Chinese investors are to plunge more than US$1 billion into developing Antigua and Barbuda’s first mega-resort, creating 1,000 jobs for the tiny cash-strapped nation.
Construction on the mammoth 1,600-acre (647-hectare) multi-hotel, residential and commercial project is slated to begin early next year.
The 'Singulari' scheme -- 50 per cent bigger than the regionally-heralded Baha Mar resort under way in the Bahamas -- is being lauded as a major feather in the East Caribbean country's tourism cap.
Spanning 900 acres of land in the north of Antigua and 700 acres of tiny islands, it will include several luxury hotels, hundreds of private homes, a school, hospital, marinas, golf courses, an entertainment district, horse racing track and the Caribbean’s biggest casino.
It is being created on land previously owned by disgraced US financier Allen Stanford, once Antigua’s largest employer.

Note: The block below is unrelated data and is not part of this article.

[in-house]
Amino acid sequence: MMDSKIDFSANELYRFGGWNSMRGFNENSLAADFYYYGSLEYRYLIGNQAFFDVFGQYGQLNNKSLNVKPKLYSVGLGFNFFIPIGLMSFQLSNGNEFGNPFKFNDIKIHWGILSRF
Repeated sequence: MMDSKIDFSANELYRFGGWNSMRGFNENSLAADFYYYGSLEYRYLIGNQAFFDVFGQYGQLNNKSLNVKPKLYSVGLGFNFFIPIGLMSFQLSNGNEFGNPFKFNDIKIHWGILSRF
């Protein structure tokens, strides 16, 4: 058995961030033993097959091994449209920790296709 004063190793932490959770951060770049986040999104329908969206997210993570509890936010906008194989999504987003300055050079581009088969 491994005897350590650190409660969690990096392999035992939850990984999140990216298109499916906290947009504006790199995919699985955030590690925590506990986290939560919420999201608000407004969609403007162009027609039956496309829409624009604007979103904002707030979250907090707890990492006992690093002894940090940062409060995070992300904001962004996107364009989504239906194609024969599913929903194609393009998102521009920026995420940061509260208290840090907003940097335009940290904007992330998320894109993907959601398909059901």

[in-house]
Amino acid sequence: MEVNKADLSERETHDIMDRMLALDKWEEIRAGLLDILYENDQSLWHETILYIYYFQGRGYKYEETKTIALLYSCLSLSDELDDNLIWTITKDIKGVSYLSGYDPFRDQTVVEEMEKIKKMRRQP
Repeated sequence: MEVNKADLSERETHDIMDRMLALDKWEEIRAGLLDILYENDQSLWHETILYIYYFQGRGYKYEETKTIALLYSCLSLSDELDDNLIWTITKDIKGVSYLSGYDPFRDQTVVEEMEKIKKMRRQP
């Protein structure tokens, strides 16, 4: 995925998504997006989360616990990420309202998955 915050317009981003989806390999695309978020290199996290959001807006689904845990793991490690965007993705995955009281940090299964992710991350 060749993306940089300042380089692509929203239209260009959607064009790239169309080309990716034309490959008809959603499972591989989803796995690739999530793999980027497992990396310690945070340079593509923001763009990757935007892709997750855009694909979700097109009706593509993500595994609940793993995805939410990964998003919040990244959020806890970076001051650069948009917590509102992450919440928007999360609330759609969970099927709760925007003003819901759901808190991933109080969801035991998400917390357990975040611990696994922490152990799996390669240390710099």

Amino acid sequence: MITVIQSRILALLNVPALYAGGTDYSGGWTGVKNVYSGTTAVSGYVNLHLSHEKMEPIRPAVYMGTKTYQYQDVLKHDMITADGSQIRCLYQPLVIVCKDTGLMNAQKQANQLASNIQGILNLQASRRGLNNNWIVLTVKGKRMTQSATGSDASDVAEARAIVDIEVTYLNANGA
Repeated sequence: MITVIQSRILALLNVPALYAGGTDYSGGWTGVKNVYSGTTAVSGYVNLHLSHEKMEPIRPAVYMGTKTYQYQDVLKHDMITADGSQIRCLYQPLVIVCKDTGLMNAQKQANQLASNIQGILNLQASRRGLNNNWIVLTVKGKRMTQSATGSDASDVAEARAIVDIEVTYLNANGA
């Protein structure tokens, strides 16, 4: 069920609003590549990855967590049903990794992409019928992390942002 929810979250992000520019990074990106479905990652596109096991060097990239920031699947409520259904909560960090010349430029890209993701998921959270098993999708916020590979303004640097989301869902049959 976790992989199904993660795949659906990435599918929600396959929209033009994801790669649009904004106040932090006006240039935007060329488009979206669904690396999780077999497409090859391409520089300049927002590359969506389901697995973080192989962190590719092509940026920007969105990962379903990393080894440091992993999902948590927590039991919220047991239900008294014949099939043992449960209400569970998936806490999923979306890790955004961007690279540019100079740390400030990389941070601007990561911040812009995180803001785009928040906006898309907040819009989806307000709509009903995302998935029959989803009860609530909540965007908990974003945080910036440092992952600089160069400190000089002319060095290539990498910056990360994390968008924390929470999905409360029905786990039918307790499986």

Sam Dyson, of Luxury Locations real estate agency which introduced Beijing-based Yida International Investment Group to the island in May 2013 and negotiated the deal with the land’s liquidators, said: "Singulari will provide Antigua and Barbuda with an economic boost and galvanise the destination as a tourism force to be reckoned with."
A Yida spokesman said job fairs would be held within weeks to ensure locals were given first priority for the 200 positions being made available later this year when the land is prepared for development, and the 800 created next year when construction starts.
"Over the next 10 years, Yida Group and its global partners will create an additional US$2 billion of gross domestic product and economic value to Antigua, including sales of real estate, creation of new industries and origination of foreign direct investment," he added.
Antiguan Prime Minister Gaston Browne signed a memorandum of agreement with the developers on June 13, one day after taking office following June’s general election. Browne declared his intention to transform the country, suffering crippling national debt and unemployment, into an economic powerhouse.
With national debt at almost 90 percent of GDP, the main challenges for the new government will include reviving the 108-square mile (280-square kilometer) country's tourism-dependent economy.
Financial woes have been exacerbated by fallout from Texas businessman Stanford's US$7 billion Ponzi scheme. A citizen of Antigua and Barbuda, Stanford was the private sector's biggest employer before his arrest in 2009.